When you analyse the data more precisely you will see of these latest sightings the following becomes apparent. 8 events are earlier than 2011, 5 are either later or on the same date and 3 were unobserved last year. However, an entirely different pattern becomes apparent, when compared to the long-term averages. There is an amazing tally of 12 of the 16 phenological indicators being ahead of the long-term averages. So it does seem on albeit early evidence, that 2012 is so far hinting at another dose of climatic shift for the natural world. What will the weather do next I wonder?
Having previously mentioned here, my passion for tracking Europe’s returning African visitors, I recently attempted an analysis of the latest data from the Gibraltar region. To do this, I reviewed a spreadsheet, set up in previous years that use the First dates of migrant bird sightings, sourced from Gibraltar Ornithological & Natural History Society. Having gone through my seven randomly chosen bird species’ arrival dates (on return from Africa), they were to reveal some intriguing trends.
Below you can see a link to a copy of the above-mentioned spreadsheet.
What does this data tell you? To me it hints at a good pattern match to 2010, when looking at the First known sightings of the seven listed bird species. Later, I will refer to the actual climate of two years ago. Meanwhile, a question arises. When looking at these bird arrival statistics, is it possible to predict the future climate for the United Kingdom, i.e. what will spring and summer weather be like? Currently, the latest news from Gibraltar indicated a relaxation of the High Pressure areas that have largely plagued that part of Europe since last autumn. Furthermore, it is a fact that Low Pressure systems with their associated weather fronts can move the migrant birds on mass, which sometimes result in bird falls (exceptionally large numbers). What effect if any, will this have on the United Kingdom, being that it is still under the firm grip of High Pressure and has been for several weeks now?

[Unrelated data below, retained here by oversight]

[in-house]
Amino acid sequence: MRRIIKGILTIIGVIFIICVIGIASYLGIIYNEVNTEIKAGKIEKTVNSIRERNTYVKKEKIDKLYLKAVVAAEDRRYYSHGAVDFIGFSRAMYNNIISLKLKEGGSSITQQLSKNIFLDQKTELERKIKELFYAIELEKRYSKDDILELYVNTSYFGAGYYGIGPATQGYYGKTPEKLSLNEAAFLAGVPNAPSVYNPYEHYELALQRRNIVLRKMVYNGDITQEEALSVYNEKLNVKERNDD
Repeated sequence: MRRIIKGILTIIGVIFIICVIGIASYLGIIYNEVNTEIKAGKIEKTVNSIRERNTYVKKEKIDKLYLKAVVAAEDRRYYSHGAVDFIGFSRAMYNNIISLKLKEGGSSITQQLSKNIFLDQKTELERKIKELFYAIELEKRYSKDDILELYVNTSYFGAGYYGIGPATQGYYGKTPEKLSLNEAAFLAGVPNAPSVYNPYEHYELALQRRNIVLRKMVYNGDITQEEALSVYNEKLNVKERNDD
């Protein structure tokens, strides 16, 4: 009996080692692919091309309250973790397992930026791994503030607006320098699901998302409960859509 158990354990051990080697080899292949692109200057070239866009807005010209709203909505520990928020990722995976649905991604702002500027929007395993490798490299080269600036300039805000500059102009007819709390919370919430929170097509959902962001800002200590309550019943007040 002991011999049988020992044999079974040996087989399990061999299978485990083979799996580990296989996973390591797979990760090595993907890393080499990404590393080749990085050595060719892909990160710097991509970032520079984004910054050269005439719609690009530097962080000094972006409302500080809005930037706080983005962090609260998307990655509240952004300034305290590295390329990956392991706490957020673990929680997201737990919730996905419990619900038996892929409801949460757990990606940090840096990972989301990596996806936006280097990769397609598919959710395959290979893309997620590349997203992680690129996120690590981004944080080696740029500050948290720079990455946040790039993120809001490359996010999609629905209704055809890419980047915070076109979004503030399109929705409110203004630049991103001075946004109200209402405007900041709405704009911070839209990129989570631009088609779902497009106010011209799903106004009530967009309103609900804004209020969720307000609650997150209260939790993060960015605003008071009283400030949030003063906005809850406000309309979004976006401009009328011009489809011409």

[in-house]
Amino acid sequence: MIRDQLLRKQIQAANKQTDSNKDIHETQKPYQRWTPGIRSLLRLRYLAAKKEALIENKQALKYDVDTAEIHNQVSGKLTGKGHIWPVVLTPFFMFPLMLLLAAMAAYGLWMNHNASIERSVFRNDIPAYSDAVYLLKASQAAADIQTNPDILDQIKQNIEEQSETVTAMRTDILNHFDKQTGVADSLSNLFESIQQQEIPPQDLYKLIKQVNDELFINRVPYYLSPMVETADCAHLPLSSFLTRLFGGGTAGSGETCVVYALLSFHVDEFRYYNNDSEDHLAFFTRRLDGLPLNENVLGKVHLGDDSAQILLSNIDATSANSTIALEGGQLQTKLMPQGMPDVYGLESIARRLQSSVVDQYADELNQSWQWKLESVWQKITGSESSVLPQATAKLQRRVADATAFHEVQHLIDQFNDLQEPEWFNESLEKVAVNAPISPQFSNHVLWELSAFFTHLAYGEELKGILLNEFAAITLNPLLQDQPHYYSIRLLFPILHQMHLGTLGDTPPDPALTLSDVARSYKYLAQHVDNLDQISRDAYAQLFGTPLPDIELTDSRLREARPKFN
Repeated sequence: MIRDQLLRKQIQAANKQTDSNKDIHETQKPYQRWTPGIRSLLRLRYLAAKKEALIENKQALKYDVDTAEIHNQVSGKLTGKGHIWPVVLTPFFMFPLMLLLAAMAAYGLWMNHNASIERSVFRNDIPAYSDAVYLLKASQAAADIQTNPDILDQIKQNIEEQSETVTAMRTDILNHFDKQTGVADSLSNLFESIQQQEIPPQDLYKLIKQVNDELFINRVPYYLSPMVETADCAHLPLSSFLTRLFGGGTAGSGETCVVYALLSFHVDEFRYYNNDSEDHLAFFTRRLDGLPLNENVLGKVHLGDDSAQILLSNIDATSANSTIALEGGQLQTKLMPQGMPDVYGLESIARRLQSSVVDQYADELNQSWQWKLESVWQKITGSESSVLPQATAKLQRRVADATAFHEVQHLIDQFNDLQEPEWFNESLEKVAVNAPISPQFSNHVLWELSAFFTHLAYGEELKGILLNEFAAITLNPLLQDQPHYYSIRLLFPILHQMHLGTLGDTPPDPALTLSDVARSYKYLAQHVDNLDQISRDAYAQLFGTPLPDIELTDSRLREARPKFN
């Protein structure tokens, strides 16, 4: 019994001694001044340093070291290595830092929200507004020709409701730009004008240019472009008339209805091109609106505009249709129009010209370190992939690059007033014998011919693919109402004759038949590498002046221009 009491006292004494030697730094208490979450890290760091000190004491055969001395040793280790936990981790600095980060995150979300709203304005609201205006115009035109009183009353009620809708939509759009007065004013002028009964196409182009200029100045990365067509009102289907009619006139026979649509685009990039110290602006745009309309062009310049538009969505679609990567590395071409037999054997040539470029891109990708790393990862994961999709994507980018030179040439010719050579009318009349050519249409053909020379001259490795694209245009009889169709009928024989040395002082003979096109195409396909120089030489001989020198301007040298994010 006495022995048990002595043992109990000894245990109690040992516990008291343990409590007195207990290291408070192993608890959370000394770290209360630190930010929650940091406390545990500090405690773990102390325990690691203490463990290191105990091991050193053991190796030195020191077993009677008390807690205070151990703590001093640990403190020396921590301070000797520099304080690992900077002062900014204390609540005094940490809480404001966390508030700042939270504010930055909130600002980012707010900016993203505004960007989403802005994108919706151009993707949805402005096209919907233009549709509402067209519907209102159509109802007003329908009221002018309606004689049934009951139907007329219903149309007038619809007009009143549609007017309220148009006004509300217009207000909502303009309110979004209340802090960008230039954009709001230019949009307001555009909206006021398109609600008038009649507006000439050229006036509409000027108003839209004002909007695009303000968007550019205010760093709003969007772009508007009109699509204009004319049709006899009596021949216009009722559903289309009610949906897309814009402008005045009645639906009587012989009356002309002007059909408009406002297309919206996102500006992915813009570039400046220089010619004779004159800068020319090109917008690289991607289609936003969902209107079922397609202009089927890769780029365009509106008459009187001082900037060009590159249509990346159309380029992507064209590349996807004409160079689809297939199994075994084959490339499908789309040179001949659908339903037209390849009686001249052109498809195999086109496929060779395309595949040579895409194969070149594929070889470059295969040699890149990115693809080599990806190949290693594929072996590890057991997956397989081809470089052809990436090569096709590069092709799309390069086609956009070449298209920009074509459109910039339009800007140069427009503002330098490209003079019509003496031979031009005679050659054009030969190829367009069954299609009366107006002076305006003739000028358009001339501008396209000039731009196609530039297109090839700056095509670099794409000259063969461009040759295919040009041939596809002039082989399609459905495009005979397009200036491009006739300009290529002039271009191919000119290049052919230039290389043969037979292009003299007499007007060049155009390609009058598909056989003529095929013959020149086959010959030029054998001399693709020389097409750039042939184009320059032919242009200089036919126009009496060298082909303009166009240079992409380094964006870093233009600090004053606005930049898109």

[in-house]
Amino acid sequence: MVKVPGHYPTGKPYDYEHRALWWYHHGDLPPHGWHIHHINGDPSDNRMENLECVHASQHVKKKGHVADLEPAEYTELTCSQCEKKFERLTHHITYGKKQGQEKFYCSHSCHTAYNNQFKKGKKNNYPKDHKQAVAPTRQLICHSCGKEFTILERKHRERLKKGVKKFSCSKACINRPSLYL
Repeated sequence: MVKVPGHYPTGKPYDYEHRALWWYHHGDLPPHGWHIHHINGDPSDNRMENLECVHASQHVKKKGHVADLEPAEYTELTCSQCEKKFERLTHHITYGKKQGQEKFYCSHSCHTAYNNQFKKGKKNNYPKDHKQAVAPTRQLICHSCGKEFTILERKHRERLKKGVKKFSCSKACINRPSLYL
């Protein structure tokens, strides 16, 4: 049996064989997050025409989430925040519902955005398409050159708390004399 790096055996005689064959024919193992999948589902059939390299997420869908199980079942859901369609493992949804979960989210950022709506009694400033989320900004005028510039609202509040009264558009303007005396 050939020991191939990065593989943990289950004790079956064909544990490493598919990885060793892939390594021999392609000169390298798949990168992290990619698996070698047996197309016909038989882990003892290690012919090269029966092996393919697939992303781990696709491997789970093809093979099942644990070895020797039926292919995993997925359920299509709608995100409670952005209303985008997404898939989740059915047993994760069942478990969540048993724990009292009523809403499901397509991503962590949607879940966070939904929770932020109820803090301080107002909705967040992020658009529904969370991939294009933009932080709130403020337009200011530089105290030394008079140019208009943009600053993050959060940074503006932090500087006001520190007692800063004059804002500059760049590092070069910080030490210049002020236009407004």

Has the current atmospheric situation resulted in a lack of bird movement? Oh, no! With quite a few spring overshoots such as Night Herons (Nycticorax nycticorax) and Hoopoes (Upupa epops) already in, you can add to the mix the more usual Cuckoos (Cuculus canorus), Willow Warblers (Phylloscopus trochilus), Wheatears (Oenanthe oenanthe) and Blackcaps (Sylvia atricapilla)*. Is it possible we could be having an early migration season this year?
2010′s weather for the UK, based on my local data proved a dry and rather warm spring (March through May) and cool wet end to summer (June through August). The official data from the Met Office shown here – Spring 2010 and Summer 2010 roughly correlated to mine.
Newbury 2010 climate
As you can see from the above, spring came early, as did autumn in 2010. Watch this space for further news of any resemblance with that particular year.